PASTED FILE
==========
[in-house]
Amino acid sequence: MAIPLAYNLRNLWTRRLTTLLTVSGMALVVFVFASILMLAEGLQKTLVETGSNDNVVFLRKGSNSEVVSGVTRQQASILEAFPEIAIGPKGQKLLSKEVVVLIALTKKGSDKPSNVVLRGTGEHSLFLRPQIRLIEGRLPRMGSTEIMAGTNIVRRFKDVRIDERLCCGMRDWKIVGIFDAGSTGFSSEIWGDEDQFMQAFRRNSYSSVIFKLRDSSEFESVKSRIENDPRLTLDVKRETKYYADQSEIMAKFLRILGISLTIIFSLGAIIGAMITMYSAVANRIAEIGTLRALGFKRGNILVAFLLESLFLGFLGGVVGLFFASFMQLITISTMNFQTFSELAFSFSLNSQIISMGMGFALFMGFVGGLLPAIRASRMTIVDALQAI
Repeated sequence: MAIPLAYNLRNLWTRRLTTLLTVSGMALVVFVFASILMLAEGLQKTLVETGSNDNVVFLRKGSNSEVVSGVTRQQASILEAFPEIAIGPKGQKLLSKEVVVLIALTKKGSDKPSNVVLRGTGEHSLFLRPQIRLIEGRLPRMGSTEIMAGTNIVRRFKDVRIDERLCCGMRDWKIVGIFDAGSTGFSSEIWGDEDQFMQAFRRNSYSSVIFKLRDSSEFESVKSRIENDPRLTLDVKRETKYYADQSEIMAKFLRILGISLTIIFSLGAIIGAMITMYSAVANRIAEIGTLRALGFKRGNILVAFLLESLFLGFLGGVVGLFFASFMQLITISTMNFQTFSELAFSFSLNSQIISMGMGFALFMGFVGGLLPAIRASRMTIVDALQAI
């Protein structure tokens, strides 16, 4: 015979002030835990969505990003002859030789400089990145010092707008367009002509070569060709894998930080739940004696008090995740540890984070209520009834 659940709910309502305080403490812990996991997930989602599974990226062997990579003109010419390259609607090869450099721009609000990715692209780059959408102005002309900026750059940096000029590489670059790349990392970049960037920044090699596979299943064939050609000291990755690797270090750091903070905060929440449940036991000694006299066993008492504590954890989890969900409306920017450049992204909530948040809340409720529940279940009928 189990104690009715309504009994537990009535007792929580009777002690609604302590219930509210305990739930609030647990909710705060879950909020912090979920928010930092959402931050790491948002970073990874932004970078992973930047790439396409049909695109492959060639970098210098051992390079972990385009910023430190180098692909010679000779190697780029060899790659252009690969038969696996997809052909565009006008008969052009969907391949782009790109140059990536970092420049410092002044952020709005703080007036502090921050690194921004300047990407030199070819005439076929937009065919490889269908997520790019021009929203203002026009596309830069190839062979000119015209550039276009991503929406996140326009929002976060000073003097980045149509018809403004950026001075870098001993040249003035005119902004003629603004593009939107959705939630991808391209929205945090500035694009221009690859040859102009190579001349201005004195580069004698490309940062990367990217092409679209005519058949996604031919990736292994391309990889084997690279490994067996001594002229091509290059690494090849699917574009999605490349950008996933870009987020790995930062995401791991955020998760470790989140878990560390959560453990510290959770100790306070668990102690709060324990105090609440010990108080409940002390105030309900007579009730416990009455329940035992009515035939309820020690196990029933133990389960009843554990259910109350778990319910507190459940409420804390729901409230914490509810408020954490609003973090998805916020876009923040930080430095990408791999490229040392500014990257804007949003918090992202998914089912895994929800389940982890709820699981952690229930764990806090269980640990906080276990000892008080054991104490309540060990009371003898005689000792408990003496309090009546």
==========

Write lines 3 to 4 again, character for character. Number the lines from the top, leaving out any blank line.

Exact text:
Repeated sequence: MAIPLAYNLRNLWTRRLTTLLTVSGMALVVFVFASILMLAEGLQKTLVETGSNDNVVFLRKGSNSEVVSGVTRQQASILEAFPEIAIGPKGQKLLSKEVVVLIALTKKGSDKPSNVVLRGTGEHSLFLRPQIRLIEGRLPRMGSTEIMAGTNIVRRFKDVRIDERLCCGMRDWKIVGIFDAGSTGFSSEIWGDEDQFMQAFRRNSYSSVIFKLRDSSEFESVKSRIENDPRLTLDVKRETKYYADQSEIMAKFLRILGISLTIIFSLGAIIGAMITMYSAVANRIAEIGTLRALGFKRGNILVAFLLESLFLGFLGGVVGLFFASFMQLITISTMNFQTFSELAFSFSLNSQIISMGMGFALFMGFVGGLLPAIRASRMTIVDALQAI
């Protein structure tokens, strides 16, 4: 015979002030835990969505990003002859030789400089990145010092707008367009002509070569060709894998930080739940004696008090995740540890984070209520009834 659940709910309502305080403490812990996991997930989602599974990226062997990579003109010419390259609607090869450099721009609000990715692209780059959408102005002309900026750059940096000029590489670059790349990392970049960037920044090699596979299943064939050609000291990755690797270090750091903070905060929440449940036991000694006299066993008492504590954890989890969900409306920017450049992204909530948040809340409720529940279940009928 189990104690009715309504009994537990009535007792929580009777002690609604302590219930509210305990739930609030647990909710705060879950909020912090979920928010930092959402931050790491948002970073990874932004970078992973930047790439396409049909695109492959060639970098210098051992390079972990385009910023430190180098692909010679000779190697780029060899790659252009690969038969696996997809052909565009006008008969052009969907391949782009790109140059990536970092420049410092002044952020709005703080007036502090921050690194921004300047990407030199070819005439076929937009065919490889269908997520790019021009929203203002026009596309830069190839062979000119015209550039276009991503929406996140326009929002976060000073003097980045149509018809403004950026001075870098001993040249003035005119902004003629603004593009939107959705939630991808391209929205945090500035694009221009690859040859102009190579001349201005004195580069004698490309940062990367990217092409679209005519058949996604031919990736292994391309990889084997690279490994067996001594002229091509290059690494090849699917574009999605490349950008996933870009987020790995930062995401791991955020998760470790989140878990560390959560453990510290959770100790306070668990102690709060324990105090609440010990108080409940002390105030309900007579009730416990009455329940035992009515035939309820020690196990029933133990389960009843554990259910109350778990319910507190459940409420804390729901409230914490509810408020954490609003973090998805916020876009923040930080430095990408791999490229040392500014990257804007949003918090992202998914089912895994929800389940982890709820699981952690229930764990806090269980640990906080276990000892008080054991104490309540060990009371003898005689000792408990003496309090009546």